JohnE
07-08-2009, 10:58 AM
That is slimy. I couldn't imagine gettig a bill from someone for casual legal/medical advice. You technical guys on this board could make a killing for charging all us for the advice you give about our boats!


Check your mailbox, Jim sent out invoices on the 1st.:D

rholmes
07-08-2009, 11:11 AM
Check your mailbox, Jim sent out invoices on the 1st.:D

Nice, that is funny right there!

bigmac
07-08-2009, 11:36 AM
That is slimy. I couldn't imagine gettig a bill from someone for casual legal/medical advice. You technical guys on this board could make a killing for charging all us for the advice you give about our boats!Relax, it can't and doesn't happen. A debt can't be incurred without a contractual relationship. Asking a question of a doctor or a lawyer at a party or on the internet (or a service tech on this board) doesn't imply a contract, therefore no debt, therefore no valid bill can be sent.

bigmac
07-08-2009, 11:45 AM
The burden of proof would be on the accuser. If there's no proof but everyone in town says "Yeah, it sounds like something they would do", it might not go well for the kids but the judge would probably instruct the jury (if there is one) to make sure the evidence points to the kids in question. This all changes if the case is assigned to 'The hangin' judge".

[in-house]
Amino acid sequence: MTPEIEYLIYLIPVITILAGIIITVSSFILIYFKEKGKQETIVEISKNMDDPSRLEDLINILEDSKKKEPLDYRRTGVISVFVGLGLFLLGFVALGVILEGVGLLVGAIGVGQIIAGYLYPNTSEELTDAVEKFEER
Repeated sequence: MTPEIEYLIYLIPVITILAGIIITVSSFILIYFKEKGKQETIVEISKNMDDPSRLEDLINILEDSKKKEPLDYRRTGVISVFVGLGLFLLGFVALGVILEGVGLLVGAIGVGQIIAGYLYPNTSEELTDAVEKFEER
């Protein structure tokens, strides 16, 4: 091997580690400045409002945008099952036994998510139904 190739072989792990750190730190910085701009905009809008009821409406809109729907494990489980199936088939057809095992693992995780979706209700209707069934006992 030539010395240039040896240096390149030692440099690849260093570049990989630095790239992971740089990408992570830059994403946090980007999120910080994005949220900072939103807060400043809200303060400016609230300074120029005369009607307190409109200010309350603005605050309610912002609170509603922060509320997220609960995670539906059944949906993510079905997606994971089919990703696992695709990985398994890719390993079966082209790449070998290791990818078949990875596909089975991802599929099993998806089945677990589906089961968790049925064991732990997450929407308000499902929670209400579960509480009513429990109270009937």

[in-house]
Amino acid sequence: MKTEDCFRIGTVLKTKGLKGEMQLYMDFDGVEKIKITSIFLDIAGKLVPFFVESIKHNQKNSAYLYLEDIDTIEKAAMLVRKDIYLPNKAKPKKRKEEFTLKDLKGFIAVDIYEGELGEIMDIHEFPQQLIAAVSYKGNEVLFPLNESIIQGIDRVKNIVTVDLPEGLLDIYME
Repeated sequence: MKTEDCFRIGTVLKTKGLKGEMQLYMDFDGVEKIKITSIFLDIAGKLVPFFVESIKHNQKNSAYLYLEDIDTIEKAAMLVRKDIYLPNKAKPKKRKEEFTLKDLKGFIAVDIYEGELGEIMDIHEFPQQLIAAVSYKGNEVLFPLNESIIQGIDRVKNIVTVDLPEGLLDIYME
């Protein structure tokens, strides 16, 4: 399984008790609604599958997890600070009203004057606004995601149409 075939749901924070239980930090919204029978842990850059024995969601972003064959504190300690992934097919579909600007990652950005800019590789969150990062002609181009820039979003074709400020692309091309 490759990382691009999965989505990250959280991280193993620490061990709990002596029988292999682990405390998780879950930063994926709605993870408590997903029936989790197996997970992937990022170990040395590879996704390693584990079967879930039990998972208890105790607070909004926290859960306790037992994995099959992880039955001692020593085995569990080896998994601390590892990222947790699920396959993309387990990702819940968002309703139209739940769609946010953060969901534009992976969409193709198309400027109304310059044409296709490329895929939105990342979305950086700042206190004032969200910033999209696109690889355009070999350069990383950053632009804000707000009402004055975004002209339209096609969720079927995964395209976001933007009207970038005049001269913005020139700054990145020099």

I assume you're talking about a civil lawsuit. In a criminal case, the burden of proof is on the state/county/city through the prosecuting attorney's office. And without reasonable proof, criminal charges would never be filed in the first place.

That will be $75 please.

MYMC
07-08-2009, 11:59 AM
Relax, it can't and doesn't happen. A debt can't be incurred without a contractual relationship. Asking a question of a doctor or a lawyer at a party or on the internet (or a service tech on this board) doesn't imply a contract, therefore no debt, therefore no valid bill can be sent.
Offer & acceptance...There must be evidence that the parties had each from an objective perspective engaged in conduct manifesting their assent, and a contract will be formed when the parties have met such a requirement. An objective perspective means that it is only necessary that somebody gives the impression of offering or accepting contractual terms in the eyes of a reasonable person, not that they actually did want to form a contract.

bigmac
07-08-2009, 01:03 PM
Offer & acceptance...There must be evidence that the parties had each from an objective perspective engaged in conduct manifesting their assent, and a contract will be formed when the parties have met such a requirement. An objective perspective means that it is only necessary that somebody gives the impression of offering or accepting contractual terms in the eyes of a reasonable person, not that they actually did want to form a contract.